9. Ricky Gervais Becomes More Insufferable by the Second

After taking some heat in January for a Golden Globes hosting stint that some said was a little cruel to the celebrities he joked about, Ricky Gervais spent the next several months gloating about how bold he was at the Globes, acting like he’s a Lenny Bruce-esque bastion of free speech when all he really did was say that an Angelina Jolie movie wasn’t very good. That was just the start of Ricky Gervais’s lack of self-awareness drawing him closer to David Brent territory and further away from the Ricky Gervais we know and love. Other self-important or misguided Ricky Gervais acts of 2011 include reveling in the brilliance of his own religious beliefs with a series of immodest essays on atheism, publicly insulting the US Office, bragging about how he came up with the idea for Night at the Museum years ago but never bothered to write it, throwing the word ‘mong’ around on Twitter, giving unsolicited lectures on humor, and, finally, responding to negative reviews for his new show Life’s Too Short by tweeting a picture of his packed-to-the-brim awards case.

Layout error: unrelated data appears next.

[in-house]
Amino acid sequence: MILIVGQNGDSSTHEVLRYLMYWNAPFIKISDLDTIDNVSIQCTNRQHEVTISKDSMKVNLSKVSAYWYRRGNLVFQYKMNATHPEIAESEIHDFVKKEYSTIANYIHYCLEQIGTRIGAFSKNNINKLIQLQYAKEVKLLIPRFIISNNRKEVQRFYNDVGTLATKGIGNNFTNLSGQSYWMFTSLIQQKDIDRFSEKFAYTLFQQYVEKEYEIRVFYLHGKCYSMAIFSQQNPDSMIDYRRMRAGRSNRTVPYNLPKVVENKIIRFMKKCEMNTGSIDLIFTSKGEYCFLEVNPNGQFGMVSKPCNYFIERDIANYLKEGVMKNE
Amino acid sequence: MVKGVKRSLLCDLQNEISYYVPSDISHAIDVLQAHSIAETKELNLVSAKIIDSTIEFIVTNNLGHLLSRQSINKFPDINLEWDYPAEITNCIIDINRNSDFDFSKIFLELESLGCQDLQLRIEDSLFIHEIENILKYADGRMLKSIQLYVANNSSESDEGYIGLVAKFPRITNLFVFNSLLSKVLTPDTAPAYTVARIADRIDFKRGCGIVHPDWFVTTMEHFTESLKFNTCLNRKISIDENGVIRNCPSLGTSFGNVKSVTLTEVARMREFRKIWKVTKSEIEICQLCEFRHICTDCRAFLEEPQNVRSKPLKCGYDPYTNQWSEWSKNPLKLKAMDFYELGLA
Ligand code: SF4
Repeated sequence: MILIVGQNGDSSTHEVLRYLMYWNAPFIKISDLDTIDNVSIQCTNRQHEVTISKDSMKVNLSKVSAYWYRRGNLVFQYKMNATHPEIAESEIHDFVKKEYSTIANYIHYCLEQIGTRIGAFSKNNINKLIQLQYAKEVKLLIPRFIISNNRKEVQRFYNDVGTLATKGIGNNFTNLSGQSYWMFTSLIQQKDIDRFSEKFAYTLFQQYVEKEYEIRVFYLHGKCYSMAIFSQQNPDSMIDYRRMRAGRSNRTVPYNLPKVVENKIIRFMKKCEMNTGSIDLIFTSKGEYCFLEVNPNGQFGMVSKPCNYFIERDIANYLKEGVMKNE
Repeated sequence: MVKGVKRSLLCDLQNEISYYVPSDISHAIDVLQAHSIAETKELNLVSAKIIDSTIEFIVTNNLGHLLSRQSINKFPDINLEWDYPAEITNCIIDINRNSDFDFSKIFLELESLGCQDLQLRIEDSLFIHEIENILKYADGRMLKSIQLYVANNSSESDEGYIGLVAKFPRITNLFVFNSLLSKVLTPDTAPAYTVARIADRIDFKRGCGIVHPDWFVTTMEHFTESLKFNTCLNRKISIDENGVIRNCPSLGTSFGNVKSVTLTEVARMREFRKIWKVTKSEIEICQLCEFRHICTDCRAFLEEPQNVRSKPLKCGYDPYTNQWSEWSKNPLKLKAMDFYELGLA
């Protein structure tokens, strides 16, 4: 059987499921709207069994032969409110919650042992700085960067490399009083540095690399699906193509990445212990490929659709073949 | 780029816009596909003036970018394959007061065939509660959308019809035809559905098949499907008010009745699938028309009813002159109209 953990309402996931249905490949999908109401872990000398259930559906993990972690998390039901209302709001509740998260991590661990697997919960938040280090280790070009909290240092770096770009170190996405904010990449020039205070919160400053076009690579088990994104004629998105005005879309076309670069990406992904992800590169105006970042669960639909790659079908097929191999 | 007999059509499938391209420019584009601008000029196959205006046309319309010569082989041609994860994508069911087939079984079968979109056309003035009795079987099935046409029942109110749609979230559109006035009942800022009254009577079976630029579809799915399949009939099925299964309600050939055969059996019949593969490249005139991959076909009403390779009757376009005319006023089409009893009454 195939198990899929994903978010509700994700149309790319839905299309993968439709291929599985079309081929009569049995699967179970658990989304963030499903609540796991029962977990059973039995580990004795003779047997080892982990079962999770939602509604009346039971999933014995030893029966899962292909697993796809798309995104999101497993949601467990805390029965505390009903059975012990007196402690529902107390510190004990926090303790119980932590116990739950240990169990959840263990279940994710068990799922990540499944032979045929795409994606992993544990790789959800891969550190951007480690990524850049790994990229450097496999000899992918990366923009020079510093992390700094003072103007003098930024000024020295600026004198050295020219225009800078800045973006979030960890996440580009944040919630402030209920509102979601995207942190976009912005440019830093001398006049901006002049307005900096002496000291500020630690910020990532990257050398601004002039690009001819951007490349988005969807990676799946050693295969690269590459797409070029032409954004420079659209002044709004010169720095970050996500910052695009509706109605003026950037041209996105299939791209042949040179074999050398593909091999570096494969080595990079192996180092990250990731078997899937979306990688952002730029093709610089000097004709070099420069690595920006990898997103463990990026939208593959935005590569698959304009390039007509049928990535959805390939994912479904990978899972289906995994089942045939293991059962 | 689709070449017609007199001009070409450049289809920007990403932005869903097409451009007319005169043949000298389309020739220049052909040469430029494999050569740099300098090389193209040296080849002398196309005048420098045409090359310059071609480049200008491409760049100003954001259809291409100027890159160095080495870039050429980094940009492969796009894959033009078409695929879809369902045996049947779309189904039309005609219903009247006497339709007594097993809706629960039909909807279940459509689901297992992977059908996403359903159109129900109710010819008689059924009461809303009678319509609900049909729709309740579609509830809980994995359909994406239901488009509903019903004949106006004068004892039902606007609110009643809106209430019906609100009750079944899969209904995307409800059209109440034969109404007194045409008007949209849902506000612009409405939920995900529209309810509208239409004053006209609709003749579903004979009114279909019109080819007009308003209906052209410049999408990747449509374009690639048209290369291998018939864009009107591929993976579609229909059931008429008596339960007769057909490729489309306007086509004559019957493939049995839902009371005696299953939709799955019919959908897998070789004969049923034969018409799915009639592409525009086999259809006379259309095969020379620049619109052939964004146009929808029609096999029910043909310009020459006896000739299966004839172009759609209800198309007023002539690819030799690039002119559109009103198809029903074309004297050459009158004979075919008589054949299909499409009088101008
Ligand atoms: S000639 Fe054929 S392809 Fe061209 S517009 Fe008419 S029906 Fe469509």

8. Stephen Colbert’s Super PAC

In June, Stephen Colbert got his political action committee, Colbert Super PAC, approved by the FEC to begin collecting funds to influence elections. Colbert has been using his Super PAC to draw attention to and satirize the Citizens United ruling, which declared that corporations have the same rights as people. The Super PAC has created some pretty hilarious ads and has led to some great moments on The Colbert Report, including his one-on-one with Republican strategist Frank Luntz. With Colbert Super PAC in the mix, it’s going to be one wild 2012 election.